Eliezer Sandberg

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Eliezer Sandberg
Date of birth (1962-02-21) 21 February 1962 (age 52)
Place of birth Haifa, Israel
Knessets 13, 14, 15, 16
Faction represented in Knesset
1992–1999 Tzomet
1999 Israel in the Centre
1999 HaTzeirim
1999–2006 Shinui
2006 Secular Faction
2006 National Home
Ministerial roles
2003–2004 Minister of Science & Technology
2004 Minister of National Infrastructure

Eliezer Sandberg (Hebrew: אליעזר זנדברג‎, born 21 February 1962) is a former Israeli politician who served as a government minister between 2003 and 2004.

Biography[edit]

Born in Haifa, Sandberg studied law at Tel Aviv University, gaining an LLB. He joined the Tzomet party, and became a member of its secretariat in 1988. He also served as the party's legal adviser and chairman of its Haifa branch. In 1992 he was elected to the Knesset on Tzomet's list. He was re-elected in 1996 and in November 1998 was appointed Deputy Minister of Education. On 23 February 1999 he left Tzomet to become a founding member of the Israel in the Centre party (later renamed the Centre Party), but on 22 March he left the new party to establish his own faction, HaTzeirim. On 29 March merged HaTzeirim into Shinui.[1]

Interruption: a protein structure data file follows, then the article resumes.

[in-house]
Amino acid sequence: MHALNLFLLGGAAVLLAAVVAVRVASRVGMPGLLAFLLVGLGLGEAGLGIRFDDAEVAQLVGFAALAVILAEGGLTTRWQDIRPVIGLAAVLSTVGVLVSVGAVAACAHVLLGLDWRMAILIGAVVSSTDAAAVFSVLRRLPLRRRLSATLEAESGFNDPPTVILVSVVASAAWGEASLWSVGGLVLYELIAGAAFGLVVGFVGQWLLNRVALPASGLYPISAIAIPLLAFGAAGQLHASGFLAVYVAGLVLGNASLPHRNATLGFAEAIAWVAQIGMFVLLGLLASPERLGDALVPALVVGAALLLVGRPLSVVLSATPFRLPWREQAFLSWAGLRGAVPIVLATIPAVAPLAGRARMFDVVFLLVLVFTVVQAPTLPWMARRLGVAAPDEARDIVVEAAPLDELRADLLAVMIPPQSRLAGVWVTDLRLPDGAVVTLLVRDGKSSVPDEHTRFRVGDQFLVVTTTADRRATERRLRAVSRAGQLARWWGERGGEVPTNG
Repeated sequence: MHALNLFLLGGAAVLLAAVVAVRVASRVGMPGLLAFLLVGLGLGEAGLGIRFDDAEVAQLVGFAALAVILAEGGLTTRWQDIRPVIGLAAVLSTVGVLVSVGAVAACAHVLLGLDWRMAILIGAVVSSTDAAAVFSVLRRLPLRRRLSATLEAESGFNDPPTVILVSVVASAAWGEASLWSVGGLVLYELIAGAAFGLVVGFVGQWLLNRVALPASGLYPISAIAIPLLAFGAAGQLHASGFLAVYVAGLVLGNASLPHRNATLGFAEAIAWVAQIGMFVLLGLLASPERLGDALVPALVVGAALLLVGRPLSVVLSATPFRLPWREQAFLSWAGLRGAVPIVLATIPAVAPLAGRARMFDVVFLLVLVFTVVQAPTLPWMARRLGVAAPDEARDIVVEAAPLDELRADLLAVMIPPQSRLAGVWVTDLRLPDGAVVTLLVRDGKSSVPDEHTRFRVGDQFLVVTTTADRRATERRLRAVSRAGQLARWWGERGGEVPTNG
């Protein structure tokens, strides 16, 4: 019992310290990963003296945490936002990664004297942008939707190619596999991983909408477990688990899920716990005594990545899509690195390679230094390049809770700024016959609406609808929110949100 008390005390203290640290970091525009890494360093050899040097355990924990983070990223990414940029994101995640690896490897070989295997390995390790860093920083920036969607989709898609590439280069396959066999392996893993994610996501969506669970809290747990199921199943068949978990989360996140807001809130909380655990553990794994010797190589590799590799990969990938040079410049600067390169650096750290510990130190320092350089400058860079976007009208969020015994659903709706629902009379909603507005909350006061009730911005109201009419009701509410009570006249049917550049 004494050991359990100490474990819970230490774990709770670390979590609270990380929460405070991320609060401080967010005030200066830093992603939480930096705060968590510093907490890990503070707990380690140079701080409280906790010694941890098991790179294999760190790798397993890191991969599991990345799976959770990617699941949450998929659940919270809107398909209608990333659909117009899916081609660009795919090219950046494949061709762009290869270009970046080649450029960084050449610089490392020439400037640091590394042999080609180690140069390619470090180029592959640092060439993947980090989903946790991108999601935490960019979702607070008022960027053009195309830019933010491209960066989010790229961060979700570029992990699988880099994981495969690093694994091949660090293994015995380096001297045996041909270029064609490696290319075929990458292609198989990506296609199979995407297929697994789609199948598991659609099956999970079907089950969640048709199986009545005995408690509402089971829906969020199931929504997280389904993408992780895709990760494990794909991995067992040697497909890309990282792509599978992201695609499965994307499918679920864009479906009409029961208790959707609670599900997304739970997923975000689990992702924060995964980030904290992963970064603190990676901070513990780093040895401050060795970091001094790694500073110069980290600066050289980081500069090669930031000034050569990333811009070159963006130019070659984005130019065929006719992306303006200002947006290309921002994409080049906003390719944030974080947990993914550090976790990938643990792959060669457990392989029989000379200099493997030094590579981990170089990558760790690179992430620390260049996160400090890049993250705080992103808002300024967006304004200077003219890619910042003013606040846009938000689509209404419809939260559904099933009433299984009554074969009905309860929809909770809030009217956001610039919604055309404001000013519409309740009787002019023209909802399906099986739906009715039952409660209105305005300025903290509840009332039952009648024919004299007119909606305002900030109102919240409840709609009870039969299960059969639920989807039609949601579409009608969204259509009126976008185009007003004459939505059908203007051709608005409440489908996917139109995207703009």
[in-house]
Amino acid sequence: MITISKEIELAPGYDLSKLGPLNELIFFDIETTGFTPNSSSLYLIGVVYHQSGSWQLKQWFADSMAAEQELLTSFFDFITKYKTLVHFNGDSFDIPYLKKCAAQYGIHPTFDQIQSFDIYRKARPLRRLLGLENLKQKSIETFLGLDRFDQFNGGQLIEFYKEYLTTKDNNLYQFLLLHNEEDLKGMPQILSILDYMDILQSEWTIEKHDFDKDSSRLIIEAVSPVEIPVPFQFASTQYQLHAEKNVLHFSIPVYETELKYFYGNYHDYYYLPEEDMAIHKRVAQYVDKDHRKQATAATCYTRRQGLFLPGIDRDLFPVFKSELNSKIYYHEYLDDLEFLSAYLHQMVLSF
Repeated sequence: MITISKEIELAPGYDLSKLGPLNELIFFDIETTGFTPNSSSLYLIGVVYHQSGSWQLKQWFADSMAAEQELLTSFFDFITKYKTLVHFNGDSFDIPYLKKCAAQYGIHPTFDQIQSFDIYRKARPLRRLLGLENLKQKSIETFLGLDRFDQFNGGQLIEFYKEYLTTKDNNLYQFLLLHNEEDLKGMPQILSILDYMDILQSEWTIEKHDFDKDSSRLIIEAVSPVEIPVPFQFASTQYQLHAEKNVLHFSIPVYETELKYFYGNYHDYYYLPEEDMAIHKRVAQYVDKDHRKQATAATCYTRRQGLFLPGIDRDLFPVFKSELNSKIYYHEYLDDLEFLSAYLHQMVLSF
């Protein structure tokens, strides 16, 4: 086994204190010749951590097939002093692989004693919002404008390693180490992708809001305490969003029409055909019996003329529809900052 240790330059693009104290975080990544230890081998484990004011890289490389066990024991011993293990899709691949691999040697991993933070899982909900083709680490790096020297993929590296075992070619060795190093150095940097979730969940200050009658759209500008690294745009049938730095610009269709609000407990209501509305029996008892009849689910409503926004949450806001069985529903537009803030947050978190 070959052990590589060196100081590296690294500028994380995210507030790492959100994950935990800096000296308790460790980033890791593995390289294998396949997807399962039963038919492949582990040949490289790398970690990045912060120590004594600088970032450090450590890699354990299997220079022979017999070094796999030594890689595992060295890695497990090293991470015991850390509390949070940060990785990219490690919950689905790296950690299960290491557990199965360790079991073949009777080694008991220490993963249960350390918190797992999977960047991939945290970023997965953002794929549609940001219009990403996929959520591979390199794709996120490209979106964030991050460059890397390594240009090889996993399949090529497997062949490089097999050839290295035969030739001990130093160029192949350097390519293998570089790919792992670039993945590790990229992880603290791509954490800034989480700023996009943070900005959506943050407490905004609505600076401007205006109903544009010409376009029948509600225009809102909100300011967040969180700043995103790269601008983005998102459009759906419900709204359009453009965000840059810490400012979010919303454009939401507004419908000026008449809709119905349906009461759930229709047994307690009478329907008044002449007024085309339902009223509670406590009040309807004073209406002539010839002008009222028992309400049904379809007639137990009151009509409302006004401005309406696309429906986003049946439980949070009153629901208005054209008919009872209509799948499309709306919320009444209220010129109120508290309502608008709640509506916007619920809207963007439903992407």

Sandberg was re-elected on the Shinui list in 1999 and 2003, and in February 2003 was appointed Minister of Science and Technology, a role he held until July 2004 when he became Minister of National Infrastructure. He left the cabinet on 4 December 2004 when Shinui left the coalition government.

In January 2006 Sandberg was amongst the Shinui MKs which left the party to establish the Secular Faction. On 5 February he and Hemi Doron left the new faction to establish the National Home. Prior to the 2006 elections the two joined Likud, but were not included on its list, and thus lost their seats in the election.[2]

Sandberg is expected to be named Cabinet Secretary by Prime Minister Designate Benjamin Netanyahu should he be able to form a government.[3]

References[edit]

  1. ^ Mergers and Splits Among Parliamentary Groups Knesset website
  2. ^ Politics: Filling in the blanks The Jerusalem Post, 10 February 2008
  3. ^ [1] Haaretz

External links[edit]